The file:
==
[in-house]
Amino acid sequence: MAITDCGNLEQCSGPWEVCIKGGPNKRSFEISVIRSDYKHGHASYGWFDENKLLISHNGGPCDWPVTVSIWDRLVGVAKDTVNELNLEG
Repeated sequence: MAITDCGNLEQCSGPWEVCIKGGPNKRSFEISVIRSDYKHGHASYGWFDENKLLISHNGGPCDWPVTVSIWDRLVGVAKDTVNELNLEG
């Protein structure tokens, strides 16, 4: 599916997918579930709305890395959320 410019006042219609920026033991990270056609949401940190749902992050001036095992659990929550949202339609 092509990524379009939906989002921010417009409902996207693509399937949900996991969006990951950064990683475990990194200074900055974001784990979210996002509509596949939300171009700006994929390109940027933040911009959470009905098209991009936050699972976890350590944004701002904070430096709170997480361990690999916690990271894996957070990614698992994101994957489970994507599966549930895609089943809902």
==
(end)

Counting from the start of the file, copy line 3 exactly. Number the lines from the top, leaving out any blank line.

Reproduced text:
Repeated sequence: MAITDCGNLEQCSGPWEVCIKGGPNKRSFEISVIRSDYKHGHASYGWFDENKLLISHNGGPCDWPVTVSIWDRLVGVAKDTVNELNLEG